The U. S. House voted May 28 to revive the $1-a-gallon biodiesel tax credit for this year as part of passing a mammoth jobs bill.
The bill now goes to the Senate, which is in recess until June 7, for a potential final vote. The biodiesel credit expired at the end of 2009. The revived credit would be retroactive to Jan. 1 to cover production throughout 2010.
While the biodiesel industry was cautiously optimistic, “we’re not out of the woods yet,” said Michael Frohlich of the National Biodiesel Board. “It’s passed the House now. It’s retroactive. That’s one step.”
There was concern throughout the week that the Senate might balk at the cost of the bill that includes the biodiesel credit. Frohlich said it was possible opponents would invoke rules that require a 60-vote majority to bring a bill to the floor.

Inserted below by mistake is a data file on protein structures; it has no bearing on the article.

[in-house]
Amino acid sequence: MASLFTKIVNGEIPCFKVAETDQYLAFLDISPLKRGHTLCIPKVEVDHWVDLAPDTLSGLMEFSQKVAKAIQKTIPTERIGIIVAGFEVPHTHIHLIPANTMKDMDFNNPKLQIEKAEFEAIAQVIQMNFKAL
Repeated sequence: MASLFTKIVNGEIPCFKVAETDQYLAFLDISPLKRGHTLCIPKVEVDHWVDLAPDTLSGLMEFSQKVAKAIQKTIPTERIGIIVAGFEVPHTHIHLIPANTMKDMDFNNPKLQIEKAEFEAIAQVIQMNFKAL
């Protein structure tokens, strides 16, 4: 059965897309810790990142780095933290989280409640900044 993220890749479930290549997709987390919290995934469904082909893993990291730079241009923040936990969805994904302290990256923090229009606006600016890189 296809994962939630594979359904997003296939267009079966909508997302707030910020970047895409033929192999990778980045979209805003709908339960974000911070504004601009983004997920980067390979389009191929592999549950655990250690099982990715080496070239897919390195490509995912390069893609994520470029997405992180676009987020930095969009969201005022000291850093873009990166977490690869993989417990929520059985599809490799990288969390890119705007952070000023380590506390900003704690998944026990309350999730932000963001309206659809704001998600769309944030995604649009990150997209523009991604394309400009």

Biodiesel production plummeted this year following expiration of the credit. The biodiesel board said reinstatement of the credit would put plants back in operation. The trade group says there are more than 150 biodiesel plants in 44 states.
Eleven per cent of soybean oil will be used to make biodiesel during the marketing year that ends on Sept. 30, estimates the Agriculture Department.
Two other biodiesel tax breaks would be extended as part of the bill – a 10-cent-a-gallon credit for small agri-biodiesel producers and a $1-a-gallon credit for diesel created from biomass.
A separate bill was pending in Congress to extend ethanol tax incentives and the 54-cent-a-gallon tariff on ethanol imports until 2016.